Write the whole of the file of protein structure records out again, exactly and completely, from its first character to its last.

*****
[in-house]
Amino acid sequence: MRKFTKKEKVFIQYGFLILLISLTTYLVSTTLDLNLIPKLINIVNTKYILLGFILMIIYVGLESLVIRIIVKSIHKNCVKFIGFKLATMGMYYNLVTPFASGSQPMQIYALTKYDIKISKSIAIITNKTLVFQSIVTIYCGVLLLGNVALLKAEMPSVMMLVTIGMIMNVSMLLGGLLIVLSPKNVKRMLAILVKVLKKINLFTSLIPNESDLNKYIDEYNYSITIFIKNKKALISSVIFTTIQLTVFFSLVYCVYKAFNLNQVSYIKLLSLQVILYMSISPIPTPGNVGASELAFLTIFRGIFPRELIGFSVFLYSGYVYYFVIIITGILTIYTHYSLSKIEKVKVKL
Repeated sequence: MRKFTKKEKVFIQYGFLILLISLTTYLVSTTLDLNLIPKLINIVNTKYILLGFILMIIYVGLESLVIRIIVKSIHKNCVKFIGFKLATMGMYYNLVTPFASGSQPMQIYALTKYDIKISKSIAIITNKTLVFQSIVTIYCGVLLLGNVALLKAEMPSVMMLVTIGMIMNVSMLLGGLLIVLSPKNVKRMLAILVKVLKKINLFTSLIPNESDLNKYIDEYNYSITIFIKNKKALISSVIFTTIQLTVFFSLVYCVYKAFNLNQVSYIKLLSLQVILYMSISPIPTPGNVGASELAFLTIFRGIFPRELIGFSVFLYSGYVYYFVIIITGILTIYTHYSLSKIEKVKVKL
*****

[in-house]
Amino acid sequence: MRKFTKKEKVFIQYGFLILLISLTTYLVSTTLDLNLIPKLINIVNTKYILLGFILMIIYVGLESLVIRIIVKSIHKNCVKFIGFKLATMGMYYNLVTPFASGSQPMQIYALTKYDIKISKSIAIITNKTLVFQSIVTIYCGVLLLGNVALLKAEMPSVMMLVTIGMIMNVSMLLGGLLIVLSPKNVKRMLAILVKVLKKINLFTSLIPNESDLNKYIDEYNYSITIFIKNKKALISSVIFTTIQLTVFFSLVYCVYKAFNLNQVSYIKLLSLQVILYMSISPIPTPGNVGASELAFLTIFRGIFPRELIGFSVFLYSGYVYYFVIIITGILTIYTHYSLSKIEKVKVKL
Repeated sequence: MRKFTKKEKVFIQYGFLILLISLTTYLVSTTLDLNLIPKLINIVNTKYILLGFILMIIYVGLESLVIRIIVKSIHKNCVKFIGFKLATMGMYYNLVTPFASGSQPMQIYALTKYDIKISKSIAIITNKTLVFQSIVTIYCGVLLLGNVALLKAEMPSVMMLVTIGMIMNVSMLLGGLLIVLSPKNVKRMLAILVKVLKKINLFTSLIPNESDLNKYIDEYNYSITIFIKNKKALISSVIFTTIQLTVFFSLVYCVYKAFNLNQVSYIKLLSLQVILYMSISPIPTPGNVGASELAFLTIFRGIFPRELIGFSVFLYSGYVYYFVIIITGILTIYTHYSLSKIEKVKVKL